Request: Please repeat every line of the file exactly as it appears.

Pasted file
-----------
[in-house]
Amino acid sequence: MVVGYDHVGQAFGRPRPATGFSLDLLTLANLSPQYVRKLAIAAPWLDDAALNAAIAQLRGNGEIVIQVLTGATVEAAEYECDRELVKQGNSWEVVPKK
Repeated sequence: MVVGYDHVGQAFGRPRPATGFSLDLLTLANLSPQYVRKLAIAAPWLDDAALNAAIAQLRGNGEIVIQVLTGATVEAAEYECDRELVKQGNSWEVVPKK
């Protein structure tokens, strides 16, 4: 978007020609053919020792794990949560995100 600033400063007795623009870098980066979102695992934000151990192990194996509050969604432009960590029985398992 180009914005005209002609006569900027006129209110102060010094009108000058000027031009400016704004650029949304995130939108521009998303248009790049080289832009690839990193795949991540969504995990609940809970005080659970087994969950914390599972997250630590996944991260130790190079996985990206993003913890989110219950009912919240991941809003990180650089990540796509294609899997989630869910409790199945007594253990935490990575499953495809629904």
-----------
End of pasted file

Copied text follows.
[in-house]
Amino acid sequence: MVVGYDHVGQAFGRPRPATGFSLDLLTLANLSPQYVRKLAIAAPWLDDAALNAAIAQLRGNGEIVIQVLTGATVEAAEYECDRELVKQGNSWEVVPKK
Repeated sequence: MVVGYDHVGQAFGRPRPATGFSLDLLTLANLSPQYVRKLAIAAPWLDDAALNAAIAQLRGNGEIVIQVLTGATVEAAEYECDRELVKQGNSWEVVPKK
């Protein structure tokens, strides 16, 4: 978007020609053919020792794990949560995100 600033400063007795623009870098980066979102695992934000151990192990194996509050969604432009960590029985398992 180009914005005209002609006569900027006129209110102060010094009108000058000027031009400016704004650029949304995130939108521009998303248009790049080289832009690839990193795949991540969504995990609940809970005080659970087994969950914390599972997250630590996944991260130790190079996985990206993003913890989110219950009912919240991941809003990180650089990540796509294609899997989630869910409790199945007594253990935490990575499953495809629904």